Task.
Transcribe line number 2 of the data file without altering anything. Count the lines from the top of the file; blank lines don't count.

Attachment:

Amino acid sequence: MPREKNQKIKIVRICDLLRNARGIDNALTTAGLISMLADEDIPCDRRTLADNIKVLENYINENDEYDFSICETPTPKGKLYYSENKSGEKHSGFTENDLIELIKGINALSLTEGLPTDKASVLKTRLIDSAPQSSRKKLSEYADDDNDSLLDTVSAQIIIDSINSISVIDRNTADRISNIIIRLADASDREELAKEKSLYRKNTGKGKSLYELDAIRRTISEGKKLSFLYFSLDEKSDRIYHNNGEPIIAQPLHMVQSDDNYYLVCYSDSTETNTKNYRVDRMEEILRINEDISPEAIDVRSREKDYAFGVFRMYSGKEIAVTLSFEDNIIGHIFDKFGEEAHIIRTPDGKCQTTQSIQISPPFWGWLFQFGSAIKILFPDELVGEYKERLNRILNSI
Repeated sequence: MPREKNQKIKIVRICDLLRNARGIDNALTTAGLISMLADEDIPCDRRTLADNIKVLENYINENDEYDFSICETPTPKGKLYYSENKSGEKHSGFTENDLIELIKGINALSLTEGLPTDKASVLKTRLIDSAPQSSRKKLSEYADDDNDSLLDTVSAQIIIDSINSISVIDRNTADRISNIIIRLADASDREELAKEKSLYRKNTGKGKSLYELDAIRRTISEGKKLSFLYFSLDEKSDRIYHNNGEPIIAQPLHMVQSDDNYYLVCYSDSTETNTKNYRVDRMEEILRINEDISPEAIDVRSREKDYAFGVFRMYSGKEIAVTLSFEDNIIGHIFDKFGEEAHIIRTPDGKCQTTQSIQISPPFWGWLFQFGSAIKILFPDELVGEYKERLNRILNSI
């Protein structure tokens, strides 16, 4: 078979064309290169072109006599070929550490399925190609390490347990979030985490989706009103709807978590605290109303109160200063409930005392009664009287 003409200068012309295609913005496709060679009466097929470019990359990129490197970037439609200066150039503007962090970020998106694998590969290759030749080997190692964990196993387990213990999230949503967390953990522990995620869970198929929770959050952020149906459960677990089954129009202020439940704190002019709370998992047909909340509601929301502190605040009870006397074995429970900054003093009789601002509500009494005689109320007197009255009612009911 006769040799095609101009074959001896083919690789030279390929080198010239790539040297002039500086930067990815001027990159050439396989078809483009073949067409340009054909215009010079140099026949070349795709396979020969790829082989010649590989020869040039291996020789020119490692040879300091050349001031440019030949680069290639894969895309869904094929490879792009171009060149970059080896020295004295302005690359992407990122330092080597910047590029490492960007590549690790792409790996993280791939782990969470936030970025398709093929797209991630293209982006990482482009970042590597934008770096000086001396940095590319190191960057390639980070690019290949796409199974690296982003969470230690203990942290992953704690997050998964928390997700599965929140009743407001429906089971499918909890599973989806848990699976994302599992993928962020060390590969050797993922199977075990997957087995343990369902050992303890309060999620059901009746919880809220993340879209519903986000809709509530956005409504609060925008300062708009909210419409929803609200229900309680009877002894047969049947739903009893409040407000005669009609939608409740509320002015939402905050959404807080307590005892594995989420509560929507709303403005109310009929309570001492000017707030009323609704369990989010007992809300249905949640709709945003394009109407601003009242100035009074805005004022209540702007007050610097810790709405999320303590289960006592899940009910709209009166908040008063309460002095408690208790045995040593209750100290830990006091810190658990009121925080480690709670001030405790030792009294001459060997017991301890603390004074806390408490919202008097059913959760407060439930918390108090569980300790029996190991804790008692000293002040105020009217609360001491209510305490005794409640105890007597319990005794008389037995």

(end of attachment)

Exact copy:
Repeated sequence: MPREKNQKIKIVRICDLLRNARGIDNALTTAGLISMLADEDIPCDRRTLADNIKVLENYINENDEYDFSICETPTPKGKLYYSENKSGEKHSGFTENDLIELIKGINALSLTEGLPTDKASVLKTRLIDSAPQSSRKKLSEYADDDNDSLLDTVSAQIIIDSINSISVIDRNTADRISNIIIRLADASDREELAKEKSLYRKNTGKGKSLYELDAIRRTISEGKKLSFLYFSLDEKSDRIYHNNGEPIIAQPLHMVQSDDNYYLVCYSDSTETNTKNYRVDRMEEILRINEDISPEAIDVRSREKDYAFGVFRMYSGKEIAVTLSFEDNIIGHIFDKFGEEAHIIRTPDGKCQTTQSIQISPPFWGWLFQFGSAIKILFPDELVGEYKERLNRILNSI